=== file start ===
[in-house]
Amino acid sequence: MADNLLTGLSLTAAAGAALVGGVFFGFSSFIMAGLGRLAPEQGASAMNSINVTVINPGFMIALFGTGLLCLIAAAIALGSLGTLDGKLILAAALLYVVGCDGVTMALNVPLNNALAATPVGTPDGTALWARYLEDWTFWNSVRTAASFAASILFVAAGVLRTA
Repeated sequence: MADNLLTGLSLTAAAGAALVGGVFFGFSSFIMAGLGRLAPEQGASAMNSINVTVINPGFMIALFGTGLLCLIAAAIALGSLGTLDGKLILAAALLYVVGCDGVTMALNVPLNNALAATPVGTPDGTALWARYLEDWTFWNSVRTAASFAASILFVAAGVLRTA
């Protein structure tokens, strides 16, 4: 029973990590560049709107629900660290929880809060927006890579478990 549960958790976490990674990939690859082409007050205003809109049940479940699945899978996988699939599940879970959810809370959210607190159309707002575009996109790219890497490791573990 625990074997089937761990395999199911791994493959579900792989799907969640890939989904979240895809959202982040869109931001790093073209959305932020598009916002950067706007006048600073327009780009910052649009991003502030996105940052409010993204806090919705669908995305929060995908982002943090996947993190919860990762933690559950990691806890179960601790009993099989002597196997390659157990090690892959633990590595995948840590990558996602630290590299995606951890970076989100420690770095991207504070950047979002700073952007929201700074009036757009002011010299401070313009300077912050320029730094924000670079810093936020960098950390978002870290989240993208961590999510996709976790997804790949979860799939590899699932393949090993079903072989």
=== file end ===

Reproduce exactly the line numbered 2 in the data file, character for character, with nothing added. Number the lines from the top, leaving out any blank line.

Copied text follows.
Amino acid sequence: MADNLLTGLSLTAAAGAALVGGVFFGFSSFIMAGLGRLAPEQGASAMNSINVTVINPGFMIALFGTGLLCLIAAAIALGSLGTLDGKLILAAALLYVVGCDGVTMALNVPLNNALAATPVGTPDGTALWARYLEDWTFWNSVRTAASFAASILFVAAGVLRTA